The lone representative of the class of 2017, Anthony Gaines got plenty of burn on the court thanks to his exceptional athleticism and injuries ahead of him on the depth chart. The freshman impressed with his hustle and high-flying dunks, as well as a solid five-game stretch to close out the year. A propensity for turnovers and a poor jump shot limited Gaines’ contributions on the offensive end. Nonetheless, no Wildcat improved more over the course of the season than Gaines did, and the 6-foot-4, 205-pounder has already carved out a role in Chris Collins’ rotation and a likely starting spot in 2018-19.
Offensively, Gaines wasn’t particularly efficient thanks to a lot of missed jump shots. A 20.6 percent turnover rate didn’t help either. There were some glimmers on offense, however, including a 39 percent free throw rate (and a 80.5 percent clip from the line) and some hot shooting down the stretch. On the other end, Gaines rebounded well for his size, and his motor showed up with a 4.2 percent offensive rebounding rate that was tied for best among Wildcat wings and guards. A 1.8 steal rate demonstrated solid disruptive potential defensively as well.
Gaines’ role in the offense was limited— he took the lowest share of shots out of any Wildcat who played at least 40 percent of the time this season. Gaines wasn’t particularly efficient, as the freshman struggled mightily with his jump shot and was out of control on drives at times.
To his credit, Gaines stayed within himself and didn’t force up shots. After a six-game stretch where Gaines missed all nine threes he took, the freshman only took four in the next six games. He heated up at the end of the season, nailing five of his final 12 threes, a positive sign for next season.
His 39 percent free throw rate was second-best on the team behind Dererk Pardon, and Gaines was money from the line, at 80.5 percent. Gaines also found some success in the post, where he used his strength to back down smaller guards. His shooting percentage inside the arc could use some improvement, but a nascent post-up game is definitely there.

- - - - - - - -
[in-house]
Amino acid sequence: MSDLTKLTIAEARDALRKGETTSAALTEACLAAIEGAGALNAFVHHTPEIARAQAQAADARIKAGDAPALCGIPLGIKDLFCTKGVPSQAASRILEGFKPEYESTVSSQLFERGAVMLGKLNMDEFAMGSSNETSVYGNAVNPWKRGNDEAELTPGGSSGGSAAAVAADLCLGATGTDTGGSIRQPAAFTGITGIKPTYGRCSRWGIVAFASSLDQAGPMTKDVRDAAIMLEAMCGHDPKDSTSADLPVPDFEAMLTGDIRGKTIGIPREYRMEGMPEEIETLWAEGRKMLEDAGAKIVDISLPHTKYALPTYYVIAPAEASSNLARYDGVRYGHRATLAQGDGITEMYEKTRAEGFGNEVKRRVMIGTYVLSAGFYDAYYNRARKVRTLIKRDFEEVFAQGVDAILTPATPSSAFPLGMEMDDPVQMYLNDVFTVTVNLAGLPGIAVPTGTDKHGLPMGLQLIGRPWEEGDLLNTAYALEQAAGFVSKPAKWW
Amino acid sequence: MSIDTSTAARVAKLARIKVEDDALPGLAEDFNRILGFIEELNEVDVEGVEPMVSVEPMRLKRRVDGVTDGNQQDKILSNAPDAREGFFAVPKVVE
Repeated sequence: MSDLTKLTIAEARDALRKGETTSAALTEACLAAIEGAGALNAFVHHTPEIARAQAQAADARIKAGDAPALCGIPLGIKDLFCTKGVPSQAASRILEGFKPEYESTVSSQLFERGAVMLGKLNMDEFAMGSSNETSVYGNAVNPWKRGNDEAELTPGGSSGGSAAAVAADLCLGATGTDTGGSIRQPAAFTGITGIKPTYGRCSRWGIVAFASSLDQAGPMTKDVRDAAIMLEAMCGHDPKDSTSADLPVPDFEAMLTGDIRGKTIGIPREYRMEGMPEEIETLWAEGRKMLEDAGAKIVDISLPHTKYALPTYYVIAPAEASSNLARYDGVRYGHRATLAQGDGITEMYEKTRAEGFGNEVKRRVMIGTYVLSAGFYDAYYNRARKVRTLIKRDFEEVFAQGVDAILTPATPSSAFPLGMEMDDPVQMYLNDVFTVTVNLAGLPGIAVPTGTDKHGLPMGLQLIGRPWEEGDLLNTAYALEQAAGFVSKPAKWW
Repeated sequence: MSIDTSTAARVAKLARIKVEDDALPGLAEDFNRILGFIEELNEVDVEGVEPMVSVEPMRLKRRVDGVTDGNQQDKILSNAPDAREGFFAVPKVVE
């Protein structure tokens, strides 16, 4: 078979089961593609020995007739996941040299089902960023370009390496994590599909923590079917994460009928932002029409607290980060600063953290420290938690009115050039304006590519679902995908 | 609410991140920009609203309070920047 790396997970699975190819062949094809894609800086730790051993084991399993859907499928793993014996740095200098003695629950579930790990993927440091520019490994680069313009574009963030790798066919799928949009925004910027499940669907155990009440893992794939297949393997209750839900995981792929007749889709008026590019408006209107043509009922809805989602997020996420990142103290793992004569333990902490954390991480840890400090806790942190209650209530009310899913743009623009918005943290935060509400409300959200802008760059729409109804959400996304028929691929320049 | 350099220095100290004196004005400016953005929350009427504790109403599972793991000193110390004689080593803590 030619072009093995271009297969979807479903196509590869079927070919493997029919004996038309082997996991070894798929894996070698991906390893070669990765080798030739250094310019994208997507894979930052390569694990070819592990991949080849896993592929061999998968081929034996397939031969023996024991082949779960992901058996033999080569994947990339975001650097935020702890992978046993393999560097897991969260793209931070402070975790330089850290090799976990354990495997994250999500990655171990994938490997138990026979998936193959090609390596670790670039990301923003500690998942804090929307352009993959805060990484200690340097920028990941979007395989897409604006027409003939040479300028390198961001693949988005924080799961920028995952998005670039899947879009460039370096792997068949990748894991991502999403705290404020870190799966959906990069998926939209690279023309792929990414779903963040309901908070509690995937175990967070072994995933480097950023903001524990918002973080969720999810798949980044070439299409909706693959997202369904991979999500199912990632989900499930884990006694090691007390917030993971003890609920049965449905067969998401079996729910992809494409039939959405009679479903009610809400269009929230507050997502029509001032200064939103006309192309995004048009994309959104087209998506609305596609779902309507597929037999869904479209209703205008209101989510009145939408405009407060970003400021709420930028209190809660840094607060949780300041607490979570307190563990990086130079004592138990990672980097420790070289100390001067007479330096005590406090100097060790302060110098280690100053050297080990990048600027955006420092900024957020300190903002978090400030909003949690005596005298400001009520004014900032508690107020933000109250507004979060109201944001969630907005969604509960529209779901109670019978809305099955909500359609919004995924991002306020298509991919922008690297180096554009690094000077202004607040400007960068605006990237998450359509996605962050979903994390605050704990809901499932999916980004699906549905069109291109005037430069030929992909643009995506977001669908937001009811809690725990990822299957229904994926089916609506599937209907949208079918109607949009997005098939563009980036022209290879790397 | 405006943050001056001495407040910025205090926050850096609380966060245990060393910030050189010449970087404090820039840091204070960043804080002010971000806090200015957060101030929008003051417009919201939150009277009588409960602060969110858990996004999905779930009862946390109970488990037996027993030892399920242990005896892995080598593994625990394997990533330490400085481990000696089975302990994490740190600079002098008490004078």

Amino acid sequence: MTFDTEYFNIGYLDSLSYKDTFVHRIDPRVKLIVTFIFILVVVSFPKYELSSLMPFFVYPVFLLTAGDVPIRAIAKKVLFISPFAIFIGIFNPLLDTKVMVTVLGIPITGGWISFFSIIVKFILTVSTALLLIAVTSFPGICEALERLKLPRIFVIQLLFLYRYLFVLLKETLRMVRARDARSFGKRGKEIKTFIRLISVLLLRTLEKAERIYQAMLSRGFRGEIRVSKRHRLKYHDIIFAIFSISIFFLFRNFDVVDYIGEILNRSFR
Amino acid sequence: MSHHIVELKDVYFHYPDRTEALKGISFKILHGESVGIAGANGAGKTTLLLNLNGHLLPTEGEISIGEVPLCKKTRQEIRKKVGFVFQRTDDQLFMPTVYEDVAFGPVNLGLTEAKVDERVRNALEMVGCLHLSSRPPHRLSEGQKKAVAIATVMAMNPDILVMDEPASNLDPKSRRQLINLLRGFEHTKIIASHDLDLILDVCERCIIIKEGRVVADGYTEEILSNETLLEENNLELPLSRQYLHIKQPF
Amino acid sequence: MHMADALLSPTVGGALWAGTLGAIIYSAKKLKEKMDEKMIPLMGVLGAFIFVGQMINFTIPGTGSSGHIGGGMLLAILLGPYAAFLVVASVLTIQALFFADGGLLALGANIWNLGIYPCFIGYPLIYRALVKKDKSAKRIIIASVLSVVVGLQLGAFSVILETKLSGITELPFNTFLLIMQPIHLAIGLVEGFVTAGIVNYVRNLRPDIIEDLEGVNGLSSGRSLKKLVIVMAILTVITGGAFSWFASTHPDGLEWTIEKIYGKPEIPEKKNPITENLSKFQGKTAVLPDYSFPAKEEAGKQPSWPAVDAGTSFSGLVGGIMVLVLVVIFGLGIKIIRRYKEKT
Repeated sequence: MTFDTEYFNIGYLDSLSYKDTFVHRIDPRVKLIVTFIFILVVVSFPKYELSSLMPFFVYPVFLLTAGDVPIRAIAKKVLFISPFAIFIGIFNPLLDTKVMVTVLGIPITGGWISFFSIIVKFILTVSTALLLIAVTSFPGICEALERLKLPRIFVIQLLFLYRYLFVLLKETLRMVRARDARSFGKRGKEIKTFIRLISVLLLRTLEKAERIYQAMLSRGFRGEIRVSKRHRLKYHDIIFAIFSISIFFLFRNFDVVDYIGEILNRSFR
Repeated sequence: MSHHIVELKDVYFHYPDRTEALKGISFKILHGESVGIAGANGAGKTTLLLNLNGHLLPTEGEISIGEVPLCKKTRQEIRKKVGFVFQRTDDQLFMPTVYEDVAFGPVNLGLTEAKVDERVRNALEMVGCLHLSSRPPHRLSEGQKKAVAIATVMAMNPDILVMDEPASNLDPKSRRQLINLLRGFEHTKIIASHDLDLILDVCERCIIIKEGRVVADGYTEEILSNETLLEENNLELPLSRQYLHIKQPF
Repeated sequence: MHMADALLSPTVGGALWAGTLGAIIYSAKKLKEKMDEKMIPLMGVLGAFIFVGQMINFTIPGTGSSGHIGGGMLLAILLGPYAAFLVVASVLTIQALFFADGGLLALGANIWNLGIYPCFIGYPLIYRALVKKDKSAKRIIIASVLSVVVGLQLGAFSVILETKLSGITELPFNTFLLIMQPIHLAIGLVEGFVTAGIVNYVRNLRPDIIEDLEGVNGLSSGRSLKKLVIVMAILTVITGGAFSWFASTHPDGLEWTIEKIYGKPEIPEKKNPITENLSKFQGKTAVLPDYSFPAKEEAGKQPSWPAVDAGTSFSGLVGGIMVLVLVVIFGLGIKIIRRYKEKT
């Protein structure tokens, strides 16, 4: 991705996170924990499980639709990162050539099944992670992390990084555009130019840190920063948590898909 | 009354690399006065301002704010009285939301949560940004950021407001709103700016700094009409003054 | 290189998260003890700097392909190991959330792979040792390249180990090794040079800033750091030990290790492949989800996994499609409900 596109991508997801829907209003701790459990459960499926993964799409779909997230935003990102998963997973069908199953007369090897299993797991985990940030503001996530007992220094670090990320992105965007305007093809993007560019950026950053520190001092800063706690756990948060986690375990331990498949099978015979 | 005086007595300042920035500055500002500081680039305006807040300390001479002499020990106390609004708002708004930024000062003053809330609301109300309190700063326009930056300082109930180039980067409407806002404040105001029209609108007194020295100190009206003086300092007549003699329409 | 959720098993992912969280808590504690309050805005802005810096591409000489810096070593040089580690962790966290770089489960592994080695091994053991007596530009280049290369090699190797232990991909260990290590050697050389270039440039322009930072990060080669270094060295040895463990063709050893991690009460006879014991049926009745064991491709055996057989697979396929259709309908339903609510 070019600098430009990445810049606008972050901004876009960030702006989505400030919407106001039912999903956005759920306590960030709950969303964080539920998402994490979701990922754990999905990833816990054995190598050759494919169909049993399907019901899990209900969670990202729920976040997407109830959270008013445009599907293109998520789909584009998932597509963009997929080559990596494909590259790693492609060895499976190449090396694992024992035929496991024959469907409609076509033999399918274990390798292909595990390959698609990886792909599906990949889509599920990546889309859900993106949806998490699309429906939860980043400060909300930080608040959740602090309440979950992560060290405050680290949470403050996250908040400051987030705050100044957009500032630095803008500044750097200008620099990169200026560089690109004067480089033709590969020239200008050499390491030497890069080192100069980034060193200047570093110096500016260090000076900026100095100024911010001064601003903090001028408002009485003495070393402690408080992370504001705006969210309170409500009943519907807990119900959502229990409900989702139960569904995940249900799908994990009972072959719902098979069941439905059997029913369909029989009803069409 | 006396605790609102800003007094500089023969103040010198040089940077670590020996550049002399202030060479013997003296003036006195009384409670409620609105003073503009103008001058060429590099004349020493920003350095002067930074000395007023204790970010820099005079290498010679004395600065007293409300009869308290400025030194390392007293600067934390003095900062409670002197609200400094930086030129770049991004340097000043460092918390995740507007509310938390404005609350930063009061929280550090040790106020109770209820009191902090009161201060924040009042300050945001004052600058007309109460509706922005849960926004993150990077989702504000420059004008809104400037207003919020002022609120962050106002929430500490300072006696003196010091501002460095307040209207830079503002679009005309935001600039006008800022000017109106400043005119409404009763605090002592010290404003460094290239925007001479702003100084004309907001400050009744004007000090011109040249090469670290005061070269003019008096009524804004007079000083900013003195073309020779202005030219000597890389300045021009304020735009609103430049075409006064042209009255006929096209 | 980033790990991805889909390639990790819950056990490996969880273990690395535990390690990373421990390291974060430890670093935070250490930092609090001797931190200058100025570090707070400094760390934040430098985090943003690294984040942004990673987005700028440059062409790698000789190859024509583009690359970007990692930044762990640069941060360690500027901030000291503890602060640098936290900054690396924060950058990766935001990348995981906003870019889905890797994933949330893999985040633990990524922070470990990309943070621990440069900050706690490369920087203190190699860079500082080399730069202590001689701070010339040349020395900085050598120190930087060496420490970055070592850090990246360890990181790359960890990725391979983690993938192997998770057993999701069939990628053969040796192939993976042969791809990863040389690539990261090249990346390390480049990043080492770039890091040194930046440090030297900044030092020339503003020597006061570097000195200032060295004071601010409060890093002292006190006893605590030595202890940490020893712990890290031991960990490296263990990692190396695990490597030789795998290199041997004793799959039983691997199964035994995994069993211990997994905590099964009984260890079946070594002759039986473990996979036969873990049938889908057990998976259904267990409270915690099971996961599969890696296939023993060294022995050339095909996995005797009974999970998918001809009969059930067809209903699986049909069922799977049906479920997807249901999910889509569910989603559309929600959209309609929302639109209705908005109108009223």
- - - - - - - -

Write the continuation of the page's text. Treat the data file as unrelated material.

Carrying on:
Gaines’ athleticism and motor got him early playing time this season, and as he gained more experienced, a more robust skill set began to flourish. He showed an early ability to play above the rim and keep plays alive with his exceptional leaping ability and strength. Chris Collins loved Gaines’ effort on the defensive end, and the freshman had six multi-steal games this season while bothering ball-handlers and shooters with his length and quickness.
Moreover, Gaines garnered five consecutive starts to close out the season when injuries hit the ‘Cats, and the freshman looked like a veteran. He averaged 7.4 points, 3.2 rebounds, and 3.4 assists in 34.8 minutes per game to close out the season. Gaines attacked the glass, found his three-point shot, and developed some play-making ability, all great signs for the wing’s development.
Adjusting to college defenders was clearly an issue for Gaines early on. He turned the ball over three times in each of his first two games and struggled to make an impact on the offensive end for the first third of the season. Dribbling under control was a challenge at times, and Gaines sometimes tossed up impossible shots as he drove to the rim. Gaines’ jump shot looked broken at times early on, but credit him for improving throughout the season and knocking down some huge threes late in the year.
Gaines is one of two holdover “guards” on the roster. No one is expecting him to assume primary ball-handling responsibilities, but Gaines will be a starter next year and he will need to be able to dribble in and out of traffic. Next season, Gaines needs to cut down the turnovers and become more comfortable with the ball in his hands.
And I don’t want to beat a dead horse, but the jump shot needs to improve. Gaines’ touch developed nicely towards the end of the season, which bodes well. Getting his three-point percentage to the 30-32 percent range would be a modest, yet critical development.
The Bottom Line:
If Gaines produces like he did in his final five games in 2017-18, Northwestern fans should be ecstatic. Gaines projects as a bloodhound on defense, guarding the opponent’s best perimeter scorer to ostensibly save Vic Law some energy he can then exert on the offensive end. Gaines has the physical tools to be a great defender— if he can develop the intuition to take the next step, he is poised to take the mantel from Law as Northwestern’s stopper. With enough credibility as a shooter and ball-handler, there’s no reason Gaines can’t be a rotational cog over the next three seasons.